The end of the dollar-based US empire will be a self-inflicted blow
- The recurrent fights over America’s debt ceiling – which determines the US government’s ability to honour its debt, raise money and pay its bills – is about the most decadent sign of political decay and decline there is. Effectively, the US is threatening to financially sanction itself
In Game of Thrones, HBO’s smash hit series spanning almost the past decade, there was a common saying: “A Lannister always pays his debts.” The line was so important and epitomised House Lannister that it even warranted its own sombre musical theme in the series.
Since this dominant house was famous or infamous for its cunning and ruthlessness, the Lannisters did not honour their debts out of honesty and goodness. They understood that their reputation – what we might call creditworthiness – was the foundation of their power and dominance: they could borrow cheaply, whenever and as much as they wanted, to do whatever they liked.
The American government has been in a similar situation since the end of World War II; this has been called the “exorbitant privilege”. So why some US politicians would now want to threaten that special status, is indeed puzzling to outsiders. They are undermining their dollar supremacy, which ultimately underpins the United States’ global hegemony. They may again prove right a well-known observation by historian Arnold Toynbee, according to whom great states and civilisations do not die by murder but by suicide.
The most obvious self-inflicted injury in the US today is the ritual debate in Washington over the so-called debt ceiling. There ought to be no debate about the absolute commitment of the US government to honour its debts, but now they do, thanks to the Republicans. Many people brush it off, dismissing it as “just Washington politicians playing politics”. But imagine how the storyline of Game of Thrones might develop if a few Lannisters, say, Tyrion, who for a while was a drunk and a womaniser, and Joffrey, a sadistic narcissist, periodically threatened not to pay up.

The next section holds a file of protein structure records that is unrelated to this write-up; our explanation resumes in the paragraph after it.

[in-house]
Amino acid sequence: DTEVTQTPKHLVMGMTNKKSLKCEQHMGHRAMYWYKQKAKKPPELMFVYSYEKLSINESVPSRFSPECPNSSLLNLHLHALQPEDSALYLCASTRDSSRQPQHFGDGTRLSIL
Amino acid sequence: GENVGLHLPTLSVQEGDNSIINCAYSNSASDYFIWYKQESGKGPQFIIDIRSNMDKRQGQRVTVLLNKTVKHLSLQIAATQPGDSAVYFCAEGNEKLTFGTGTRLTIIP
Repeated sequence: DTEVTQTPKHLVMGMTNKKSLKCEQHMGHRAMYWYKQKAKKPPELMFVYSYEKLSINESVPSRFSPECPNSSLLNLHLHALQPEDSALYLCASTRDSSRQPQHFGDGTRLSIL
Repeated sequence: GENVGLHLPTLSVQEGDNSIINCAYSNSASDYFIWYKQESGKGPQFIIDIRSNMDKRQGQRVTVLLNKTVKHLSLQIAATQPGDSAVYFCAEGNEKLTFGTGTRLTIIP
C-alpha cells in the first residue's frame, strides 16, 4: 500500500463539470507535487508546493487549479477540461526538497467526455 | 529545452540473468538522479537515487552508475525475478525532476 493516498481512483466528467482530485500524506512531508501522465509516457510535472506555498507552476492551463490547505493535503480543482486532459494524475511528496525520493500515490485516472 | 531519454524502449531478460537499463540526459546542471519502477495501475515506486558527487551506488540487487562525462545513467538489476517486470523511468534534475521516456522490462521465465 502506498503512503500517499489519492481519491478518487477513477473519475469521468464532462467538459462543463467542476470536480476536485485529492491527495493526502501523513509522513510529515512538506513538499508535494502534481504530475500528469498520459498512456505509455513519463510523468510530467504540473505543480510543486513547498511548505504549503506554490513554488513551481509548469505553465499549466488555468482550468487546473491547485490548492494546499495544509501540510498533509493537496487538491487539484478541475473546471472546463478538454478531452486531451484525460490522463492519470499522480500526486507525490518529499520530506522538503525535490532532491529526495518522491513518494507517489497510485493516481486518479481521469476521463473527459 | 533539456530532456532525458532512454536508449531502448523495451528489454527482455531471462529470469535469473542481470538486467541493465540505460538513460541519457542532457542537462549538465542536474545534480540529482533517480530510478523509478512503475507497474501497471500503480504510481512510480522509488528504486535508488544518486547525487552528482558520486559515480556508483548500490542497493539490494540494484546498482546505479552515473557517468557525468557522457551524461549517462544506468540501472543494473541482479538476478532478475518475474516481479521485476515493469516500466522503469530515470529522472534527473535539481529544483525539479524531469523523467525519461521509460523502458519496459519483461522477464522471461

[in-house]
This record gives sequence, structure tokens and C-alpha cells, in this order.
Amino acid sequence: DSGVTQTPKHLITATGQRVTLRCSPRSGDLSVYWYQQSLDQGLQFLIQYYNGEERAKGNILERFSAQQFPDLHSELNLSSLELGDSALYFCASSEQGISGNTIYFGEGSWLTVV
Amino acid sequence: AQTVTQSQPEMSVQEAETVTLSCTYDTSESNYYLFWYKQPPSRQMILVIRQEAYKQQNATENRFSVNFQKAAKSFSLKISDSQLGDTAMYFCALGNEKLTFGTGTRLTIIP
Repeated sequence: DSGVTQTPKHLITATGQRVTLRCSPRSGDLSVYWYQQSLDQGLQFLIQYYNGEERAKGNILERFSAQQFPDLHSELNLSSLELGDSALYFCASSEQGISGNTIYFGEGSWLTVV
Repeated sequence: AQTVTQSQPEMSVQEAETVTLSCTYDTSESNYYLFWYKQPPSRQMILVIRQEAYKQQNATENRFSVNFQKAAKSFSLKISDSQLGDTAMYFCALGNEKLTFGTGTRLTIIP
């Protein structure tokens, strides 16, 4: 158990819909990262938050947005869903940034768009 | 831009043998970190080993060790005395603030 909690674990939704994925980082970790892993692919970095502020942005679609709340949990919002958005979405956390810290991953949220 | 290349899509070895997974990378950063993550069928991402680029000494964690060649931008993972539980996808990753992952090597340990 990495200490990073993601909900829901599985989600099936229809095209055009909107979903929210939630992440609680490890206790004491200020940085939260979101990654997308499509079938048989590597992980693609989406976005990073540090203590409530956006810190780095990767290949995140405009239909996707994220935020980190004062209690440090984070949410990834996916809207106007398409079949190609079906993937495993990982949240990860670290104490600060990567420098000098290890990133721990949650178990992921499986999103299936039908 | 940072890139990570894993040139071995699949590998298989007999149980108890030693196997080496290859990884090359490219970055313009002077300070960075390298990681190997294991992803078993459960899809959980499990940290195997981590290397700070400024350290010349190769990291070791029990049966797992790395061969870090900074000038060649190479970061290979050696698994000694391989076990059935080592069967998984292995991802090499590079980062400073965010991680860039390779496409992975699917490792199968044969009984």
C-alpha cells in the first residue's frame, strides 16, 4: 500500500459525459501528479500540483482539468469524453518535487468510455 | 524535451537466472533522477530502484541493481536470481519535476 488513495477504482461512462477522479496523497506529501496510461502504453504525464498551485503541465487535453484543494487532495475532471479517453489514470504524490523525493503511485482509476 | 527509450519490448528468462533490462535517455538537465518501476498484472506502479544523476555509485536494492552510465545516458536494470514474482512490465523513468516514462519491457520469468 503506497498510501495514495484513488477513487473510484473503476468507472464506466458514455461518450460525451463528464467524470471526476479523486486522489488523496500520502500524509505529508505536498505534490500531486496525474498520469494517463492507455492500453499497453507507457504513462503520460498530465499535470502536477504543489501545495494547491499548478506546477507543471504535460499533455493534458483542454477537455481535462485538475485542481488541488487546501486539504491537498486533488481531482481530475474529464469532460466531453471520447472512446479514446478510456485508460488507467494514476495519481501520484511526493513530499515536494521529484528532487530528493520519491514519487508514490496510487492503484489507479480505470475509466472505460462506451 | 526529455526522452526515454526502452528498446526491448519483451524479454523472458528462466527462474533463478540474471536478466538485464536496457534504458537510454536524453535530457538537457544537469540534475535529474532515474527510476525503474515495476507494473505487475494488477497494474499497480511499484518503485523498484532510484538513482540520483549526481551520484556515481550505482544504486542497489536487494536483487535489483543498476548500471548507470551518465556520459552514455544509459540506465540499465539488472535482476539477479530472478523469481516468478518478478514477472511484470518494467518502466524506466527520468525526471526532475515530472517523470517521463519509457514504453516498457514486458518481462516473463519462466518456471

OK, that’s the explanation for the 10-year-old me. I ask this same question about US sovereign debt, usually called US treasuries, of an engineering friend with an MBA from INSEAD. He offers a more technical explanation by sending me this equation:
ERi = Rf+βi(ERm−Rf) where: ERi = expected return of investment; Rf = risk-free rate; βi = beta or volatility of the investment; and (ERm−Rf) = market risk premium.
I have no idea what it means. The more financially and mathematically literate readers will know it. It’s the formula for the Capital Asset Pricing Model (CAPM) used to calculate the risks and expected returns of an investable asset that underpins much of modern finance.
But what you need to pay attention to here is Rf or the risk-free rate. To use this model, you need a risk-free benchmark. And that benchmark, no surprise here, is often US treasuries. Remember the Lannisters? They always pay their debts, they never default; they are risk-free, so far as their creditors are concerned. But are they?
Here is why you want to be considered risk-free and run the world’s dominant reserve currency. As the late political economist and international relations theorist Robert Gilpin wrote: “American hegemony has been based on the role of the dollar in the international monetary system … The United States must have the foreign exchange to finance its global position, which has involved the stationing of troops overseas, the fighting of major wars … and other costs.